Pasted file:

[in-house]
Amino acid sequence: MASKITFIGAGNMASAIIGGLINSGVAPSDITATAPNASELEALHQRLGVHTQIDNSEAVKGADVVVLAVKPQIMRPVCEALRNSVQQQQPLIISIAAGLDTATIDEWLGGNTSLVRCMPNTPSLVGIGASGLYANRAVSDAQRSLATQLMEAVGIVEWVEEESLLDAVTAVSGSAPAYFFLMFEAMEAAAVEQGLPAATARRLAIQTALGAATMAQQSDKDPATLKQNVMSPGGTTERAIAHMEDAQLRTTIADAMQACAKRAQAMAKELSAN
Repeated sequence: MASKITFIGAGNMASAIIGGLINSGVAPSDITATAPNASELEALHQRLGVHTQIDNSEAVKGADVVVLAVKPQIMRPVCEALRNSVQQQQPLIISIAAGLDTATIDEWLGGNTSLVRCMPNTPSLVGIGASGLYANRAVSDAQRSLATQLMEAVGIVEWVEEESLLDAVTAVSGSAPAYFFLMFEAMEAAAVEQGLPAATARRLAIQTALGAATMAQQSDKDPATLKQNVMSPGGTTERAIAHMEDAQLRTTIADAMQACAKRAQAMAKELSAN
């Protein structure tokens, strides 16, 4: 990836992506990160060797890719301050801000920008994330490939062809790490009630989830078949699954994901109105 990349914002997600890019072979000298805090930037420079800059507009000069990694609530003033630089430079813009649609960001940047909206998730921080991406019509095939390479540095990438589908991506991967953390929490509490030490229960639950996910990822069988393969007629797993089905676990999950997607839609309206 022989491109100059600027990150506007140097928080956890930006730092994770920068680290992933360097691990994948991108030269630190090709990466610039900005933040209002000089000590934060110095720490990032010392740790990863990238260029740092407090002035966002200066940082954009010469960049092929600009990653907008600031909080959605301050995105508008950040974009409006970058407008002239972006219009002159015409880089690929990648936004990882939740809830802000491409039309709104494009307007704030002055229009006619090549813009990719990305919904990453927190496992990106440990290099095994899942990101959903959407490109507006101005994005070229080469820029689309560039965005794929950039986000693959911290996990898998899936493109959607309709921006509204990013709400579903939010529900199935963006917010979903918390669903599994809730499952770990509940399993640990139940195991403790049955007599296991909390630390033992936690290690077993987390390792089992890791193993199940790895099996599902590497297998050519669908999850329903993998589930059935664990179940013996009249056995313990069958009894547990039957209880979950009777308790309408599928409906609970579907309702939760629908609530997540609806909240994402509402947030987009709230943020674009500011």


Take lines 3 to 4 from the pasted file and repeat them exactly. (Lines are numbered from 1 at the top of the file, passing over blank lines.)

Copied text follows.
Repeated sequence: MASKITFIGAGNMASAIIGGLINSGVAPSDITATAPNASELEALHQRLGVHTQIDNSEAVKGADVVVLAVKPQIMRPVCEALRNSVQQQQPLIISIAAGLDTATIDEWLGGNTSLVRCMPNTPSLVGIGASGLYANRAVSDAQRSLATQLMEAVGIVEWVEEESLLDAVTAVSGSAPAYFFLMFEAMEAAAVEQGLPAATARRLAIQTALGAATMAQQSDKDPATLKQNVMSPGGTTERAIAHMEDAQLRTTIADAMQACAKRAQAMAKELSAN
């Protein structure tokens, strides 16, 4: 990836992506990160060797890719301050801000920008994330490939062809790490009630989830078949699954994901109105 990349914002997600890019072979000298805090930037420079800059507009000069990694609530003033630089430079813009649609960001940047909206998730921080991406019509095939390479540095990438589908991506991967953390929490509490030490229960639950996910990822069988393969007629797993089905676990999950997607839609309206 022989491109100059600027990150506007140097928080956890930006730092994770920068680290992933360097691990994948991108030269630190090709990466610039900005933040209002000089000590934060110095720490990032010392740790990863990238260029740092407090002035966002200066940082954009010469960049092929600009990653907008600031909080959605301050995105508008950040974009409006970058407008002239972006219009002159015409880089690929990648936004990882939740809830802000491409039309709104494009307007704030002055229009006619090549813009990719990305919904990453927190496992990106440990290099095994899942990101959903959407490109507006101005994005070229080469820029689309560039965005794929950039986000693959911290996990898998899936493109959607309709921006509204990013709400579903939010529900199935963006917010979903918390669903599994809730499952770990509940399993640990139940195991403790049955007599296991909390630390033992936690290690077993987390390792089992890791193993199940790895099996599902590497297998050519669908999850329903993998589930059935664990179940013996009249056995313990069958009894547990039957209880979950009777308790309408599928409906609970579907309702939760629908609530997540609806909240994402509402947030987009709230943020674009500011």